To Asa Gray [8 or 9 February 1860]1
Down Bromley Kent
My dear Gray
I now send my short Historical Preface & one page more of corrections.2 With respect to Agassiz, I have shamefully blundered but Von Baer is fully as good an authority; some would say better authority.3 Please forward enclosed to Agassiz & read if you think worth while. I wrote all latter part of volume from memory, & it is a blessing more blunders have not yet been detected: but the state of my health left me no choice: I felt on the point of quite breaking down.— If the M.S. now (& before) sent is of no use, no harm is done.—4 The pages all refer to the new Edition or Reprint—
I have now received your letter of the 23d of Jan. by Hooker, in which you tell me all the trouble (& you so much overworked) which you have taken about an American Edition. I fear there is no chance of your Review now appearing at the head, which would have greatly pleased me. If there is another Reprint in America, will you send the English 2d Edit (or Reprint) on account of several verbal corrections & likewise the M.S corrections; I would send you another copy, or make the Publishers give you one. If you notice any errors like “self-fertilise itself” pray correct.—5 Again & again, I thank you heartily for all your generous kindness to me.—
Now I will just run through some points in your letter. What you say about my Book gratifies me most deeply & I wish I could feel all was deserved by me.
I quite think a Review from a man, who is not an entire convert, if fair & moderately favourable, is in all respects the best kind of Review. About weak points I agree. The eye to this day gives me a cold shudder, but when I think of the fine known gradations, my reason tells me I ought to conquer the cold shudder.6 I agree about sterility, & especially about fertility of the strongest marked varieties, & in the M.S already sent to you, I have confessed more plainly the difficulty. But a vast number of facts show how mysteriously & easily the reproductive system is affected.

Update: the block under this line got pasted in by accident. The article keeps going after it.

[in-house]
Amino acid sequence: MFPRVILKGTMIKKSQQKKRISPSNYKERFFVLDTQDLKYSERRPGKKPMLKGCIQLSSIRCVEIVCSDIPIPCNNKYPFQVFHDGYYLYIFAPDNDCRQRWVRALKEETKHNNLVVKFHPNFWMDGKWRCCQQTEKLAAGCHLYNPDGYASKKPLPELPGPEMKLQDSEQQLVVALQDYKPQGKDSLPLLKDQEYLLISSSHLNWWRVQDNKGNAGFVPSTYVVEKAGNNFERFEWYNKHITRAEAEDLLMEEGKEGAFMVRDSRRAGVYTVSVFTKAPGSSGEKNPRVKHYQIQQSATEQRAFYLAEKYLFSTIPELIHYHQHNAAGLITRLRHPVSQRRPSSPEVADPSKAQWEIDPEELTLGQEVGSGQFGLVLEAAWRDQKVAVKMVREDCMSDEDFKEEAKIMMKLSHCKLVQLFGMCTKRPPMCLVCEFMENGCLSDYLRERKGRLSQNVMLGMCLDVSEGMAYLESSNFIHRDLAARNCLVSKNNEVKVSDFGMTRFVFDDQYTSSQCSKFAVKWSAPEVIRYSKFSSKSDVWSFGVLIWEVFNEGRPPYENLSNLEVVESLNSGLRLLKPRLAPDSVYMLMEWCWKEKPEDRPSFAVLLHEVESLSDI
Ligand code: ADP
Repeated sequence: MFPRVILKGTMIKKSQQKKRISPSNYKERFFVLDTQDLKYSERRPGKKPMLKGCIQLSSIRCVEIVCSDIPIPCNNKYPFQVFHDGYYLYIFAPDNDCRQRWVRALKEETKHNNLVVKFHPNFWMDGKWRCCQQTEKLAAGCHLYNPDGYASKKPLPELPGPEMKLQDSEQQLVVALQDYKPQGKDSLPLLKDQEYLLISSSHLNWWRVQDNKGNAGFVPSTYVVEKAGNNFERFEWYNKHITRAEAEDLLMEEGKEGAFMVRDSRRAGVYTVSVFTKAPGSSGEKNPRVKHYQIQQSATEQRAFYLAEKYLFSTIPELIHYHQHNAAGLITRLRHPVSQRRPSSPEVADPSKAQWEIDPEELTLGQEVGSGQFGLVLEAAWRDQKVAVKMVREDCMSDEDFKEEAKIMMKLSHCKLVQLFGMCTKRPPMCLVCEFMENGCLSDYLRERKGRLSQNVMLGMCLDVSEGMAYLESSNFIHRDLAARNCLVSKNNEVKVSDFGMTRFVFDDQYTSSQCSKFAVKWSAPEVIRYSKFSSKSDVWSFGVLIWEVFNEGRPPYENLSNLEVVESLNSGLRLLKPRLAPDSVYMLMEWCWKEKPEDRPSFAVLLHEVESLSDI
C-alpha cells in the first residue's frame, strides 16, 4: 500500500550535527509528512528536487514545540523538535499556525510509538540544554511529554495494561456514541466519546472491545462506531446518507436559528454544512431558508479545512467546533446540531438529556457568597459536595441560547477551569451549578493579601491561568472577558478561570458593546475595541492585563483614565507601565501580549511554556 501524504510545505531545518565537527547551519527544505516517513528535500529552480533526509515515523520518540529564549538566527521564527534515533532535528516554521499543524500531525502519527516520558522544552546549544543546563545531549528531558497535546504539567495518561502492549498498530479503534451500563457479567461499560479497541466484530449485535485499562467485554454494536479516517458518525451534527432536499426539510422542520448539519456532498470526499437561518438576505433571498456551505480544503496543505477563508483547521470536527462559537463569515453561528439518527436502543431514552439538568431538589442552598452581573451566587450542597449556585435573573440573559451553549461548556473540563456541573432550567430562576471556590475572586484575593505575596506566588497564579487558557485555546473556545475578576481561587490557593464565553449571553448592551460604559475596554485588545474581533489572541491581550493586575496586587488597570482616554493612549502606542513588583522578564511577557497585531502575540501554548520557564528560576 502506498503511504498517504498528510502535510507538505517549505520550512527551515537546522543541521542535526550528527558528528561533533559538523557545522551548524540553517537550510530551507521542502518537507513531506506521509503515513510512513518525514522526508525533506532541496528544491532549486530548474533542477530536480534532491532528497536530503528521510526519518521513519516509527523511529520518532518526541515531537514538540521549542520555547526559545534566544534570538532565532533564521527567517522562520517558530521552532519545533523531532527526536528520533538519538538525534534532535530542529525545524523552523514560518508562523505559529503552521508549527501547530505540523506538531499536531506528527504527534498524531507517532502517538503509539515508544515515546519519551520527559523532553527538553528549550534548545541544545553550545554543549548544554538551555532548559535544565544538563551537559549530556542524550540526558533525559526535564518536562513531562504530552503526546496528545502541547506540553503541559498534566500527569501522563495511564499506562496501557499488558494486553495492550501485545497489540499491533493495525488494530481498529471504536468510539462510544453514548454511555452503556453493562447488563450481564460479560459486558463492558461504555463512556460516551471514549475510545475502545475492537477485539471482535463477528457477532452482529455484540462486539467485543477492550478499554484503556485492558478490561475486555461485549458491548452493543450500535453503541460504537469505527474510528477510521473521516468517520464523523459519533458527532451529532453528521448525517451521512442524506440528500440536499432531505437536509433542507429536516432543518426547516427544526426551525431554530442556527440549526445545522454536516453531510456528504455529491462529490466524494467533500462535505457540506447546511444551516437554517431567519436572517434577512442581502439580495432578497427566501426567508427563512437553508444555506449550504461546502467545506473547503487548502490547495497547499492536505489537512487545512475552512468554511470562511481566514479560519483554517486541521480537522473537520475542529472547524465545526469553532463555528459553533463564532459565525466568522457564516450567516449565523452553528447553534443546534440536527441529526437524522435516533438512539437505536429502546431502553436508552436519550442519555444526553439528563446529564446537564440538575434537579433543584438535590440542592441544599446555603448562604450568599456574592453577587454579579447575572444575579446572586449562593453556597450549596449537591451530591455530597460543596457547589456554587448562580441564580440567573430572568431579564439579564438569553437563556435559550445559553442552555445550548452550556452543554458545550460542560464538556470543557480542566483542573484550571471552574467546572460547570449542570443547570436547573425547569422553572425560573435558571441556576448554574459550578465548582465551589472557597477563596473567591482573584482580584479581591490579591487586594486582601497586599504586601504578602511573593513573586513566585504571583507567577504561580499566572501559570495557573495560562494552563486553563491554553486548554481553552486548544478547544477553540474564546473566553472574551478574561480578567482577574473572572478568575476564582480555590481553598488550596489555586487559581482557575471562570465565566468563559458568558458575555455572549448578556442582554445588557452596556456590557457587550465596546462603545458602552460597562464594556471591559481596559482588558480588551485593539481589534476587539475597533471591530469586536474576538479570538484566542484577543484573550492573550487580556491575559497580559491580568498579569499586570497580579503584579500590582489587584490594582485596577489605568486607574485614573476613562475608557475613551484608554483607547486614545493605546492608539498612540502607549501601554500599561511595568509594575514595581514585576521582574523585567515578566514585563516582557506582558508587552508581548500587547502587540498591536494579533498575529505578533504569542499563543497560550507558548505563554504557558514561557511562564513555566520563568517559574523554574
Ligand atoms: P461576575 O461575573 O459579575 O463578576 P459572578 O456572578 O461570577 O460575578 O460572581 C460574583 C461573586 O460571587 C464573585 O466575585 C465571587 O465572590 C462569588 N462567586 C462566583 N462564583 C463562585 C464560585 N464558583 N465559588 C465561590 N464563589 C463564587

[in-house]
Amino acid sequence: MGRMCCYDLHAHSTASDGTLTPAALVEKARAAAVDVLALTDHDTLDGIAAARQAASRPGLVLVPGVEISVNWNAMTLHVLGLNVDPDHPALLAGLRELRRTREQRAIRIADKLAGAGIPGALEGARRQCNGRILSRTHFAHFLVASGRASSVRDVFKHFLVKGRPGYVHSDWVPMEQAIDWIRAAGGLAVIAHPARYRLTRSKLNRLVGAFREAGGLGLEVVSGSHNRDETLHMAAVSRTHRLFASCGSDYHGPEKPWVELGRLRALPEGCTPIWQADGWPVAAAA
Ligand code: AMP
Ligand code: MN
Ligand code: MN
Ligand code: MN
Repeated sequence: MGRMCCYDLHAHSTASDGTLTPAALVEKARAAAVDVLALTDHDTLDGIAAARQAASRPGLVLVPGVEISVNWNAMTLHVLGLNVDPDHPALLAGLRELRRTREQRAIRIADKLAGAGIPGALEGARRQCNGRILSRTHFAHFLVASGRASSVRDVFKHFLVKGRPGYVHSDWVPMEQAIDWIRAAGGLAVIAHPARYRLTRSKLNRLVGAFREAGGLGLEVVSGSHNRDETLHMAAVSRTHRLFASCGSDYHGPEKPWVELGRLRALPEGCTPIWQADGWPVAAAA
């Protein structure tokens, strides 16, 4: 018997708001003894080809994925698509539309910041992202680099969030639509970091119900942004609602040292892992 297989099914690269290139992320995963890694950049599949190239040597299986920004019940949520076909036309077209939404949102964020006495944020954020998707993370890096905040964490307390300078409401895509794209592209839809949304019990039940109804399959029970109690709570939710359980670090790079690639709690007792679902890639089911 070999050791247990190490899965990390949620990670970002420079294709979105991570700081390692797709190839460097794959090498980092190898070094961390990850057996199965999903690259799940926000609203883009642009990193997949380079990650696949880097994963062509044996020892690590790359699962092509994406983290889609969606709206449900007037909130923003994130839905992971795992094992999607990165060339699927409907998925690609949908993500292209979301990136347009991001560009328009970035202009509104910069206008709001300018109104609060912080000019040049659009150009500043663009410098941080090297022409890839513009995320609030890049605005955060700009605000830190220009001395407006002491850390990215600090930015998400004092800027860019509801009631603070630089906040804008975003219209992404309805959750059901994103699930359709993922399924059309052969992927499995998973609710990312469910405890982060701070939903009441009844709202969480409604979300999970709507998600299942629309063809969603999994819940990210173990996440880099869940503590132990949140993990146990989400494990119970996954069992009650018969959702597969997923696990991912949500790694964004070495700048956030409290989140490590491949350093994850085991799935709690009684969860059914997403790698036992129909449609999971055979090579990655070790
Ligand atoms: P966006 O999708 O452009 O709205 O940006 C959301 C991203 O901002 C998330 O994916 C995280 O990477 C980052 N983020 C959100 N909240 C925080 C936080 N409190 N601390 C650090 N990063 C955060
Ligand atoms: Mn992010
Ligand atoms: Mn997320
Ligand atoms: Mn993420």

Pray kindly remember & tell Prof. Wyman, how very grateful I shd. be for any hints, information or criticisms: I have the highest respect for his opinion. I am so sorry about Danas health; I have already asked him to pay me a visit.—7
Farewell, you have laid me under a load of obligations,—not that I feel it a load. It is the highest possible gratification to me to think that you have found my Book worth reading & reflexions from you & these others I put down in my own mind as the judges whose opinions I should value most of all.—
My dear Gray | Yours most sincerely | C. Darwin
PS. I feel pretty sure from my own [experience], that if y〈ou〉 〈 〉 by your studies to keep the subject of Origin of Species before your mind, that you will go further & further in your belief.— It took me long years & I assure you I am astonished at the impression my Book has made on many minds— I fear 20 years ago I shd not have been half as candid & open to conviction.—
Sends historical preface and corrections for American edition of Origin;
would have liked AG’s review [Am. J. Sci. 2d ser. 29 (1860): 153–84] at the head.
Agrees with AG’s assessment of weak points.
Please cite as
Darwin Correspondence Project, “Letter no. 2701,” accessed on 12 February 2016, http://www.darwinproject.ac.uk/DCP-LETT-2701